When it comes to deciding whether to start your business online or invest in a brick and mortar location, the decision can often seem overwhelming.
It is estimated that more than 70 percent of customers still prefer in-store shopping over online shopping, but that trend could change at any moment.
Having a combination of the two options is your best bet. Whether you are scouting out a new location for the first time, or just relocating your existing store from your former location, here are a few things that you should check for that you might not have thought of.
5 Things You Need to Check Before Purchasing a Brick and Mortar Business
1. What Businesses Thrive Nearby
We’ll get into location later, but what is the neighborhood like? What are the demographics of the surrounding community, foot traffic, and car traffic?
A good way to feel out the surroundings of the business is which local companies nearby do well. These don’t have to be competitors but could be similar niche based small businesses like food businesses, salons, workout places, etc.
You can tell a lot about what a community is willing to spend their money on locally based on what shops thrive in the area.
2. Do Your Research On The Landlord
Depending on the deal you are signing, there is a chance you will end up with a landlord for the first several years of your purchase. Knowing what level of manager that person will be for you is crucial. Will broken things be fixed quickly? Will the shopping center, area or plaza you are located in be kept clean or improved over time?
Countless businesses end up in strip malls or plazas that are completely run down or uncared for by its ownership group which can torpedo a great business because no new customers will give it a chance based on its outward appearance, often out of the total control of the actual business owner.
3. Always Check for Outlets
One of the worst things that could happen is moving into your prime brick and mortar location only to find that there aren’t enough outlets to plug things like computers, printers, and displays into.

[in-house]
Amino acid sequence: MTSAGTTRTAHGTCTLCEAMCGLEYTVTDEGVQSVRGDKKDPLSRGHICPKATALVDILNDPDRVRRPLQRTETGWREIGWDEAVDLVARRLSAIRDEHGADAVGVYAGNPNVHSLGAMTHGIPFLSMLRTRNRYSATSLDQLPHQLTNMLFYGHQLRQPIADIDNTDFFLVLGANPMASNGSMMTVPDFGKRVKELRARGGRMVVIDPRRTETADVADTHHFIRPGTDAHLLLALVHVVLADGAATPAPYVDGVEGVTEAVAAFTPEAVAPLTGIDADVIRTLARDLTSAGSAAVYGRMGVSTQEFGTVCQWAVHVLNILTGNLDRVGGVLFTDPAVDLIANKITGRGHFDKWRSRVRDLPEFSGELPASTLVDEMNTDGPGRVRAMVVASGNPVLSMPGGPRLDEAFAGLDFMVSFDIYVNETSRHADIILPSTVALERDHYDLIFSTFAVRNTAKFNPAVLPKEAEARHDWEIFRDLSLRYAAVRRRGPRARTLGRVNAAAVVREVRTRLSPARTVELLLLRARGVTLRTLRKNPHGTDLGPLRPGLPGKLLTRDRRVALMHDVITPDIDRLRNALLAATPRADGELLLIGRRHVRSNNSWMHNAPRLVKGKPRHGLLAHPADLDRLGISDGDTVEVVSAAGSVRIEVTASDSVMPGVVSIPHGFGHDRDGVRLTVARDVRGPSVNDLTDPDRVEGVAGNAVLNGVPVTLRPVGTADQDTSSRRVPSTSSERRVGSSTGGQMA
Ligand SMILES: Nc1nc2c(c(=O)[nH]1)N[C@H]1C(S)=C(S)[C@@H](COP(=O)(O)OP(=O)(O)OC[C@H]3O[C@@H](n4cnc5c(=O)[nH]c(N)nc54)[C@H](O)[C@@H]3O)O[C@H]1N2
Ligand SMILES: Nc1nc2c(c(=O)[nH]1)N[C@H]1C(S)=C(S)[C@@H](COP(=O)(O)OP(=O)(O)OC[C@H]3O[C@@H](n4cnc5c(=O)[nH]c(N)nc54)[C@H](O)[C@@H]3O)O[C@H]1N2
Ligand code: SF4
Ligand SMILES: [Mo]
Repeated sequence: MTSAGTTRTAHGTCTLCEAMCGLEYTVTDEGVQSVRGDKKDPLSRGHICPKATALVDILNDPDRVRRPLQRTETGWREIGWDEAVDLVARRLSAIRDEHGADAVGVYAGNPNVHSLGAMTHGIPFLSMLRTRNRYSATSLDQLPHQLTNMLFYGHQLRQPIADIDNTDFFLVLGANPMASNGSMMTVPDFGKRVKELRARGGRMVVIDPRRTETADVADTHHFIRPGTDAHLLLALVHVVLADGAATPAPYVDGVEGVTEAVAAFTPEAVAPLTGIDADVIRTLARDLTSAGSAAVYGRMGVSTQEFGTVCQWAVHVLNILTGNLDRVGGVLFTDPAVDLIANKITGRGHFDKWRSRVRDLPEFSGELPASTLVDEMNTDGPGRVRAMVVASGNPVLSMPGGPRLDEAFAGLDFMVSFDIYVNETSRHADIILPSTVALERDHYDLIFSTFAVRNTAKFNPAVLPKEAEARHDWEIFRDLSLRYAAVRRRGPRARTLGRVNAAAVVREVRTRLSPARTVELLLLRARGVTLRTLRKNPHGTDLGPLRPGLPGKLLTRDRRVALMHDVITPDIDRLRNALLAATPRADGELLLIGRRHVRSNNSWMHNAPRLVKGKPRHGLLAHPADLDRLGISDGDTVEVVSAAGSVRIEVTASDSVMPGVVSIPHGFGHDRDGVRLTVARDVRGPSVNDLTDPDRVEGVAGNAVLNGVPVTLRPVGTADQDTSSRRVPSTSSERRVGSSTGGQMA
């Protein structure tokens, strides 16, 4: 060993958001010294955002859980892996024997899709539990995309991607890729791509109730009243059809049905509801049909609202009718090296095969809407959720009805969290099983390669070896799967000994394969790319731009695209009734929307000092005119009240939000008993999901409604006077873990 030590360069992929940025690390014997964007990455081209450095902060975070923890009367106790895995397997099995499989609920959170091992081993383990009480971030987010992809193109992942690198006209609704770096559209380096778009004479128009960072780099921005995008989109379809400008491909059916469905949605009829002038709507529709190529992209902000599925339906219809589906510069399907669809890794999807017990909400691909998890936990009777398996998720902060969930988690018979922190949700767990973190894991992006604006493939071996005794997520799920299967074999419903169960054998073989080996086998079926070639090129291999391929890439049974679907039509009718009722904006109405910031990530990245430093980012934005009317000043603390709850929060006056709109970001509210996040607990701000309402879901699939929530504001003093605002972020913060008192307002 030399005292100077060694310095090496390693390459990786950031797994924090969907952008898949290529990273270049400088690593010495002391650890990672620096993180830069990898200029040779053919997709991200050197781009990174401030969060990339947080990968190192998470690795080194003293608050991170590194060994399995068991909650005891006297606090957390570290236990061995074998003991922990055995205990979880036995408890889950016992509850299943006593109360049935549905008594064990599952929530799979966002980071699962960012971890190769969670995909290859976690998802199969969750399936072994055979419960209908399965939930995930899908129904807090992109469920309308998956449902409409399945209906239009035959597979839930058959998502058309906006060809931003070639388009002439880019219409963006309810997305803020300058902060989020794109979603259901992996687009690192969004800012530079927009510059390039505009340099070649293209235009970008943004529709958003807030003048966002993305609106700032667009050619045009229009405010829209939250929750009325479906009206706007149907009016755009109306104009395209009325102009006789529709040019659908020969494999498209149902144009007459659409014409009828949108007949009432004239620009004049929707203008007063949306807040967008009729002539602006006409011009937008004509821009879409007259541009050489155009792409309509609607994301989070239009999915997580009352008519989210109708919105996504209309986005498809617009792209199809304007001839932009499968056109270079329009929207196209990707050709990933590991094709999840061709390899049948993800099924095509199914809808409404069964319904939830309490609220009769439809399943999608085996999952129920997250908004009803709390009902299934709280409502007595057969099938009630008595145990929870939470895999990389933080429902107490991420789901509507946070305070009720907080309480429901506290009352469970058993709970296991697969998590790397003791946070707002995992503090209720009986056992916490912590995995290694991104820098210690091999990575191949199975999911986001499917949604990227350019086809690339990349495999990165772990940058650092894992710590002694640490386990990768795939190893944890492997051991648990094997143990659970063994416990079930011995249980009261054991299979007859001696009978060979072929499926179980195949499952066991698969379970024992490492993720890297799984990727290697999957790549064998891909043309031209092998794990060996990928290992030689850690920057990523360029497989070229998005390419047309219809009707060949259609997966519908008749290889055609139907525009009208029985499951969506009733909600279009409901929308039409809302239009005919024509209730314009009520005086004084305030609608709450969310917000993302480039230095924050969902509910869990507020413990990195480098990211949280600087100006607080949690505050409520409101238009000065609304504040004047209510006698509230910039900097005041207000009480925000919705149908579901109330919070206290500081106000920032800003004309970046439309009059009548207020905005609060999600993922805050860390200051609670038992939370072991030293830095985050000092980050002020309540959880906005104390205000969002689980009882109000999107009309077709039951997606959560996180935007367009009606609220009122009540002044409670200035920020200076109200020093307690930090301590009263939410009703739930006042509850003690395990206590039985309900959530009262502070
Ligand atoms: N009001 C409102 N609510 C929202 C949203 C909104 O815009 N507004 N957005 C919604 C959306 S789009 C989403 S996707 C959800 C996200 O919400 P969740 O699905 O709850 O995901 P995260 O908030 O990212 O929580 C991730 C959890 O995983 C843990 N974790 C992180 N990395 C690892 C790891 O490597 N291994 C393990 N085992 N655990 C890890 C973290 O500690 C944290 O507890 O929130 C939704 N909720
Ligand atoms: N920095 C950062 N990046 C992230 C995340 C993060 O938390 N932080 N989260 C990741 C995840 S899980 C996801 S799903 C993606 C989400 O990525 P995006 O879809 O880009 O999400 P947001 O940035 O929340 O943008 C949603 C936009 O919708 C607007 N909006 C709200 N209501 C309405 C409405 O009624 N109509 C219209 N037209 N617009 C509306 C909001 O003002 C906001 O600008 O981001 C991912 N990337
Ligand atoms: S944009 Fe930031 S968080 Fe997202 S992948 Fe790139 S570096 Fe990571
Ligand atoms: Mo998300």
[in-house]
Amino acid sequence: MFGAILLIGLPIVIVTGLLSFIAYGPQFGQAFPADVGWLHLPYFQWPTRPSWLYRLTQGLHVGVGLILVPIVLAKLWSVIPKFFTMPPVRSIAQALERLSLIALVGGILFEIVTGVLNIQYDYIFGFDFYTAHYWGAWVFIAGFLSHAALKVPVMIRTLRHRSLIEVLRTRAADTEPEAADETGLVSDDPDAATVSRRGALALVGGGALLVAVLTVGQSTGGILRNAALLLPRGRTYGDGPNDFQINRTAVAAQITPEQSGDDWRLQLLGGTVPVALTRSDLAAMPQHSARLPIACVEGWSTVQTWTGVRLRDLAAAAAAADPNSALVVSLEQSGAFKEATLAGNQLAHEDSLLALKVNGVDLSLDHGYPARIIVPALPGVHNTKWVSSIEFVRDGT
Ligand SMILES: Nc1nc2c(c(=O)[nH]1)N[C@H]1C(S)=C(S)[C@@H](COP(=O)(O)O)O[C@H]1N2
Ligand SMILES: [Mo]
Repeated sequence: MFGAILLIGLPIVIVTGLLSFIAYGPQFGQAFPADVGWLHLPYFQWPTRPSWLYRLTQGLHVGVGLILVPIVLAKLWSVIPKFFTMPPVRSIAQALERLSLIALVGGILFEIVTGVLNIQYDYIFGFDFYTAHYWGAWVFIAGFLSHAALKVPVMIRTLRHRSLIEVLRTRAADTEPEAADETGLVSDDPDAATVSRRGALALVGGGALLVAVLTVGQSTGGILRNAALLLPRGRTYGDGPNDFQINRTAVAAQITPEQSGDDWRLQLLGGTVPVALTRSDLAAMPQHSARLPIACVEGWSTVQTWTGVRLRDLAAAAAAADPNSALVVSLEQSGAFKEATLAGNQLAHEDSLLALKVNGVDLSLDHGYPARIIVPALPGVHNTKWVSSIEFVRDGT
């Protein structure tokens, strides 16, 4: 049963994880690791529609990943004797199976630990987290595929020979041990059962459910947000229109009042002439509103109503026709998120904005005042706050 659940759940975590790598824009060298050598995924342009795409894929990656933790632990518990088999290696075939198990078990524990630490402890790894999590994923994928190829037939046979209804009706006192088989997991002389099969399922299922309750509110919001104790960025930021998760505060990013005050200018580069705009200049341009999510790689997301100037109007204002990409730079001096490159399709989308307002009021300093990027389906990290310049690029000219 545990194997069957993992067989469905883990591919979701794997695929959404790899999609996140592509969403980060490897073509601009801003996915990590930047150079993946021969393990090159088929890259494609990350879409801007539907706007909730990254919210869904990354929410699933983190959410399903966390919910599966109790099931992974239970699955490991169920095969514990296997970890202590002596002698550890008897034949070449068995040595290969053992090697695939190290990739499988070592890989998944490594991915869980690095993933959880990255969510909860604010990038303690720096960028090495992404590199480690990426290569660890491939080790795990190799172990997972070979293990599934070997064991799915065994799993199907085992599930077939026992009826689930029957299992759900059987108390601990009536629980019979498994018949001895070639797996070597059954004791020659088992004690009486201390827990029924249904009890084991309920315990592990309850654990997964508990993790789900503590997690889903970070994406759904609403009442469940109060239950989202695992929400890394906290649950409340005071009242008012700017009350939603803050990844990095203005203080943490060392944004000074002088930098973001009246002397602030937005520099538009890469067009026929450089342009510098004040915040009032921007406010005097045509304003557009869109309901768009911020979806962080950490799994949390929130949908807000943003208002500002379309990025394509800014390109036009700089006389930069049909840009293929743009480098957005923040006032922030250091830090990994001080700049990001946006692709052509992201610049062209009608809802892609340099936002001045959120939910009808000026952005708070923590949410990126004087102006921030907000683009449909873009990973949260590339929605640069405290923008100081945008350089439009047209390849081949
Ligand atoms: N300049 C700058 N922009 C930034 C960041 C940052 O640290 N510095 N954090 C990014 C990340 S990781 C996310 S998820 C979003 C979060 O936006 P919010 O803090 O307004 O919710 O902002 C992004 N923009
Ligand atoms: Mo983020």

Luckily, in today’s modern world, it’s possible to purchase countertop electrical outlets to ensure you have as many slots as you need to operate your business and still not have them be glaringly obvious.
It’s also important to have an inspector come out and check the wiring in the business as well, because no amount of outlets will help if your breakers are tripping every time you plug something in.
4. Location, Location and Location
Even if thus far, you have never ran anything but an online store, you have heard the refrain of location, location, location before.
Finding the right location for a brick and mortar store is paramount to the success of your business. For example, you don’t want to put up a teen fashion retail store in a location that caters mainly to the older crowd or open up a grocery store in a location that sees maybe three cars go by in three hours.
Location is extremely important so be careful when you’re planning where you want your store to be located. It’s a good idea to speak with a realtor, too, if you’re opening a business in an area you’re not entirely familiar with.
5. Enough Space
When walking through the brick and mortar location you are considering, try to picture your inventory, displays, and essentials in that space.
Look at the blueprints, map it out in your head. Do you have enough space that it won’t be cramped? Is there enough storage in the back to store all of your inventory and unused displays?
Can you rearrange displays and products easily in the allotted space, while still giving your customers enough room to move while they walk through the store? These are questions that you should ask yourself and find the answers to before you sign on the dotted line to rent or purchase your retail store.
These are just a few of the things you should look for when choosing to open or move your brick and mortar store. From outlets to wiring and from location to space, following these tips will help you make your brick and mortar location the success you are hoping it will be and more.
Author: Anne Davis